In "The Greatest Story Never Told," Booster finds himself relegated to crowd control duty during a League battle with Mordru. Booster sees this low-level duty as beneath him and his brand, but he soon finds himself roped into his own mission. A scientist named Dr. Tracy Simmons (Lori Loughlin) informs Booster that an experiment conducted between her and a colleague is about to destroy the city. Now, as the League's battle with Mordru rages on, Booster must save the city from an ever-expanding black hole. As the story implies, the world and neither the League know of Booster's deed, with Batman (Kevin Conroy) only reprimanding him for leaving crowd control. He does receive a reward in the form of a date with Dr. Simmons, leaving Ralph Dibny (Jeremy Piven) and others with clean-up duty. As a simple and self-contained story, "The Greatest Story Never Told" is a perfect intro to the character of Booster Gold.

His sister is also a superhero

It's not uncommon, especially in the world of DC Comics, for superheroics to be a shared family pastime. One need only look at characters like Damien Wayne, Jon Kent, Impulse, or Kid Flash for evidence of that.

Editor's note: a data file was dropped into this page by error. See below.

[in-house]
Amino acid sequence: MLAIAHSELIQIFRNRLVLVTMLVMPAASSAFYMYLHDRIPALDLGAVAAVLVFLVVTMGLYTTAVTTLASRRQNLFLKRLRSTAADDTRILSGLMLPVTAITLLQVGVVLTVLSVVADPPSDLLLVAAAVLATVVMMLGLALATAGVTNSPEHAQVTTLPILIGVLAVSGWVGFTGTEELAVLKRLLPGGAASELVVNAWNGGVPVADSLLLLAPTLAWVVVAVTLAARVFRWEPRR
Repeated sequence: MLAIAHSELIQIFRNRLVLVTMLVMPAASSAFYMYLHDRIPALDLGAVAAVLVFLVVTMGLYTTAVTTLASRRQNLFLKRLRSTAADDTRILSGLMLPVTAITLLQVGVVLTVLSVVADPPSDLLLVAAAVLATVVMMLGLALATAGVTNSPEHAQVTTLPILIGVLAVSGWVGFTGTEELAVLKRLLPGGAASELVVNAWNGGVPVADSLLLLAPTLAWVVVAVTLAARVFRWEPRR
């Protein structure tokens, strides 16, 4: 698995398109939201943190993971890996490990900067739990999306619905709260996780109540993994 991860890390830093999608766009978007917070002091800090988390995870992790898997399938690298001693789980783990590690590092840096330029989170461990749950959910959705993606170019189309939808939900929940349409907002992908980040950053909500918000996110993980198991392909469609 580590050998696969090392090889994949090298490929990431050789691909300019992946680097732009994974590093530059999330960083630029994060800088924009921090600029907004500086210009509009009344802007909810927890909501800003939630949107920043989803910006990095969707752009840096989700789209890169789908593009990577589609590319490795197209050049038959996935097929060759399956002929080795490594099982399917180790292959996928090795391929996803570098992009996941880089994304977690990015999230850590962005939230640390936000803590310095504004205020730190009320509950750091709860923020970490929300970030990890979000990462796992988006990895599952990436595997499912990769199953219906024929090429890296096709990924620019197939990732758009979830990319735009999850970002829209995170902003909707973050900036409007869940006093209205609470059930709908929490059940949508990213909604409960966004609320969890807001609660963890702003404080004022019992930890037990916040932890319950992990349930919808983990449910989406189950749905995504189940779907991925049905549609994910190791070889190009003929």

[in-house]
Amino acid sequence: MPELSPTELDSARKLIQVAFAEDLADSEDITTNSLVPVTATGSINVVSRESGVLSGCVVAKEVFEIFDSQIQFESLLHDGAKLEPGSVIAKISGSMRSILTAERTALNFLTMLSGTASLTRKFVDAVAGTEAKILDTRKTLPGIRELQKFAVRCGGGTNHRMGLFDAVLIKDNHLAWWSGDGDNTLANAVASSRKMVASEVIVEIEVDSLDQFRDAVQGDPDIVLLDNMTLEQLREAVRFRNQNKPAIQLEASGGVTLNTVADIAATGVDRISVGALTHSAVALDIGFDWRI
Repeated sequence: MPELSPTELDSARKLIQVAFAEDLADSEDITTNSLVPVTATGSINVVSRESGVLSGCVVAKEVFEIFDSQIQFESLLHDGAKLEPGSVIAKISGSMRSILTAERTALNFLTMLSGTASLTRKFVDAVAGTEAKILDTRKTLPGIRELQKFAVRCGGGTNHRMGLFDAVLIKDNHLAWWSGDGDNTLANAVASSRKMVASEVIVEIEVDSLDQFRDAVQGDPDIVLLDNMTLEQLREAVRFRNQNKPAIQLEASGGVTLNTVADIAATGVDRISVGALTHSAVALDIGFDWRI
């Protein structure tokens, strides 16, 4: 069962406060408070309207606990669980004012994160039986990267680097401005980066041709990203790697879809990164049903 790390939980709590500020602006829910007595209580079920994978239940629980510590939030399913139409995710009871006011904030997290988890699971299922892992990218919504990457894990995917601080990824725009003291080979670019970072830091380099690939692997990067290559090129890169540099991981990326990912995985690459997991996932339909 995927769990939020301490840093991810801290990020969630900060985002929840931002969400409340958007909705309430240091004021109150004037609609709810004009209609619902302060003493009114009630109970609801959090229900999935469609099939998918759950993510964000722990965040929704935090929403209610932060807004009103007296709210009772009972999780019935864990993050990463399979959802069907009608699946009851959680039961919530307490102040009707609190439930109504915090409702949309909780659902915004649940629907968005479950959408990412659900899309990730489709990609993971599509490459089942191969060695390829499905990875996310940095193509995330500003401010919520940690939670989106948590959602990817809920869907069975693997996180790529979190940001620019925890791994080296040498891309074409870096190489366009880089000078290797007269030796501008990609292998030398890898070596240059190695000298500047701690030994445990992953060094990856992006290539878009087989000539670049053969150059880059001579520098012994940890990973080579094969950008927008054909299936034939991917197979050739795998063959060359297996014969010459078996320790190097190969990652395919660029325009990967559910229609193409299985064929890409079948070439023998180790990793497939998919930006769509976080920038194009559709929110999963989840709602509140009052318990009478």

In the case of Booster Gold, his twin sister, Michelle Carter, had the same idea of time travel plus superheroing equaling profit. While not the first person to wear the Goldstar suit, Michelle is the one most comic readers associate with it. Much like her brother, Michelle's superpowers come from her Goldstar suit, as she wasn't born with any powers. The suit allows her not only the ability to fly through the air but also to fire energy blasts from her wrists.

Goldstar remains predominantly a featured character in Booster's solo title but has popped up here and there in other stories as well. It helps to have someone watching your back when space-time is on the line, but it helps even more when that person is family.